The northern California transit worker who shot dead nine of his co-workers this week was also under investigation for racist comments, according to local media.
Authorities say Samuel Cassidy, 57, opened fire on Wednesday at his workplace, a light rail station in San Jose.
Cassidy committed suicide minutes later as police arriving at the scene closed in, according to the county sheriff.
The sheriff said Friday that Cassidy had accumulated a dozen guns, Molotov cocktails and some 22,000 rounds of ammunition in his home – before setting them on fire.
She added that Cassidy was known to be a “very disgruntled” employee for many years, which may have motivated the attack.
But any attempt to pin down a specific motive can be complicated by the fire at Cassidy’s home, which destroyed much of the available evidence.
Local NBC affiliate KNTV, citing unidentified law enforcement sources, reported that Cassidy was recently accused of making racist remarks at work and faced a disciplinary hearing on the day. of the shooting.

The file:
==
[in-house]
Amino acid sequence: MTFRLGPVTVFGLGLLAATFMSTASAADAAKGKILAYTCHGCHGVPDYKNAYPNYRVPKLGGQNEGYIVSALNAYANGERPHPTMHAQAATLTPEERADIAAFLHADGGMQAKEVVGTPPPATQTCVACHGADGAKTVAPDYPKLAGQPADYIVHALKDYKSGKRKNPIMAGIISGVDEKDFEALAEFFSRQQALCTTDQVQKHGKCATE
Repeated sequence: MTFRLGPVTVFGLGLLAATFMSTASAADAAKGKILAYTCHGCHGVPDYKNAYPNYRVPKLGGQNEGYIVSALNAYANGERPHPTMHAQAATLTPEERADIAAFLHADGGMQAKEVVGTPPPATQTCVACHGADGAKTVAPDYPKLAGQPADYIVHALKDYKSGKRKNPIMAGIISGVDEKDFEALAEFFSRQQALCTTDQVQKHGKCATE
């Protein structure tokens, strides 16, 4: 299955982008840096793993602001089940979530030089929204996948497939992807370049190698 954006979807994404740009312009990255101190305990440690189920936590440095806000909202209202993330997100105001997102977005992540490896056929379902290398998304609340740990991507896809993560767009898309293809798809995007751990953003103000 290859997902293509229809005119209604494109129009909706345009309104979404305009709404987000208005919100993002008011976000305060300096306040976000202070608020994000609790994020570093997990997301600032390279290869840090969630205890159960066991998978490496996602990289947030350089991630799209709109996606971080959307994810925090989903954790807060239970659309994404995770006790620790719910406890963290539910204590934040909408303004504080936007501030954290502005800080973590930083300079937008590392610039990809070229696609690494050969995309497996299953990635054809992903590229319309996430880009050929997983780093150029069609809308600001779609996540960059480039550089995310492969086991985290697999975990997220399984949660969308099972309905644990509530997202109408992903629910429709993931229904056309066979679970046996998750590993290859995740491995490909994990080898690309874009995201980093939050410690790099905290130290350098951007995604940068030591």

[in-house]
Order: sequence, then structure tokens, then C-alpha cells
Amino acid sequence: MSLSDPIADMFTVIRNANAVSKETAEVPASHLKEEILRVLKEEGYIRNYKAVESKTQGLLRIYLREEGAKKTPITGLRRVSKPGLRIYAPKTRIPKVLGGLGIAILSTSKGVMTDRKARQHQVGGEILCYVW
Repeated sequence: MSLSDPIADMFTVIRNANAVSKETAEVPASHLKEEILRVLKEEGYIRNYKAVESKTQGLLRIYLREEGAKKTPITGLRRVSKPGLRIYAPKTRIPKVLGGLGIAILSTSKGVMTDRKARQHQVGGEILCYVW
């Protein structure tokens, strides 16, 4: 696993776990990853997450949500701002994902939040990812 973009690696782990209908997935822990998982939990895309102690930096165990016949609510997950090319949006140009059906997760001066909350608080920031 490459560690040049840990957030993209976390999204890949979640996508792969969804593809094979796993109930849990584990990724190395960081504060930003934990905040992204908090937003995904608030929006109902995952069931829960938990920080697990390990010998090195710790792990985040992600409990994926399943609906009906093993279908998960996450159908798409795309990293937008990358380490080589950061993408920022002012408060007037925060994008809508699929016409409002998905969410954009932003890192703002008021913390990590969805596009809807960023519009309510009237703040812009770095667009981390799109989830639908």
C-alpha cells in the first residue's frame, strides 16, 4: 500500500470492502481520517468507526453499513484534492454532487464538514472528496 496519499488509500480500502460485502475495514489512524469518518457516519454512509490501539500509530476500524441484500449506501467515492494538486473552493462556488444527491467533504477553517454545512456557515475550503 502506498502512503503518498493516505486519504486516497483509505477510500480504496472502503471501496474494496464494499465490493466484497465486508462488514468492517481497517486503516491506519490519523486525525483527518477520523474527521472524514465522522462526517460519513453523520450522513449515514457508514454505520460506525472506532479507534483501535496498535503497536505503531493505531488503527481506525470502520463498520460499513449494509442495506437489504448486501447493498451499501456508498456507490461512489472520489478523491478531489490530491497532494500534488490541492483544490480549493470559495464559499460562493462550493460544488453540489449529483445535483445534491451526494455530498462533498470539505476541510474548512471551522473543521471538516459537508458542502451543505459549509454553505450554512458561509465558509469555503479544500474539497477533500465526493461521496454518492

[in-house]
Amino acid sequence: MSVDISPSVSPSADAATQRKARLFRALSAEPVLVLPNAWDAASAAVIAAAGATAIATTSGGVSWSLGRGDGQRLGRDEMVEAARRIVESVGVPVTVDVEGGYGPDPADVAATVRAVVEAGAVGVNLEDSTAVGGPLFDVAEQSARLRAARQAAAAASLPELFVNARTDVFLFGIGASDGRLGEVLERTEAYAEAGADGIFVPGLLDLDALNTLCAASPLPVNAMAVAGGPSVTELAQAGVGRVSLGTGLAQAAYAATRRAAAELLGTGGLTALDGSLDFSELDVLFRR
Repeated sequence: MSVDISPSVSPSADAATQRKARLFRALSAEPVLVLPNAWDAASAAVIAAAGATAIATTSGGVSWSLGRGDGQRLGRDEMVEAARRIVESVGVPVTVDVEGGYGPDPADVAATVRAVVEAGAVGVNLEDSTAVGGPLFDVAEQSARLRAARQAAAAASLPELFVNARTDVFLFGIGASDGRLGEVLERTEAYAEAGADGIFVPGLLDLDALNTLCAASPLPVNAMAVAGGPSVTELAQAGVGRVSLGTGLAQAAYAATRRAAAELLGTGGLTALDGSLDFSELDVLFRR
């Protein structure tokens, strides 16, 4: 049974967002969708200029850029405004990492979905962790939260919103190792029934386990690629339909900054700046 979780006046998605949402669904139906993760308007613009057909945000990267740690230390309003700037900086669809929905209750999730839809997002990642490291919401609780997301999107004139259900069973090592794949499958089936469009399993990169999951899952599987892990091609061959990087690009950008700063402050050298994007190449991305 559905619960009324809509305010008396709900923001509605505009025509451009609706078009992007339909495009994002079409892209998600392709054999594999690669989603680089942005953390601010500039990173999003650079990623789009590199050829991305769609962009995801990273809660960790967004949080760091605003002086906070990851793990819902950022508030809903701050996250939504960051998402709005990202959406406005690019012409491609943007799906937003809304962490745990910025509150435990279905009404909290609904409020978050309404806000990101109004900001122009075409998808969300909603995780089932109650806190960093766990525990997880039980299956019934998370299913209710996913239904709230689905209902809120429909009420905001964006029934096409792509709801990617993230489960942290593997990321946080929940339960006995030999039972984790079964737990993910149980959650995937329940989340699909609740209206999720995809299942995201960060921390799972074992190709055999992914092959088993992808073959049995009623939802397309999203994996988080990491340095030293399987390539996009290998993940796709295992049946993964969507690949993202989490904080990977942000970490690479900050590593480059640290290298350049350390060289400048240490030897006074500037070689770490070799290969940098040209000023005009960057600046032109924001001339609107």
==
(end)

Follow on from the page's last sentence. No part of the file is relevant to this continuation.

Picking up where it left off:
But the outlet later backtracked on its report, after the county’s Valley Transportation Authority issued a statement denying the reports of any scheduled meeting.
The transport agency said it was examining Cassidy’s alleged history of “fearful or worried” remarks.
Cassidy’s ex-wife Cecilia Nelms also told local media that he complained about her colleagues and bosses and sometimes criticized her.
The Wall Street Journal, citing a Department of Homeland Security memo, reported that U.S. customs and border officials arrested Cassidy in 2016.
They found in his possession “books on terrorism” and a notebook full of notes expressing hatred of his workplace.
Wednesday’s killings are just the latest in a string of mass shootings across the United States over the past three months.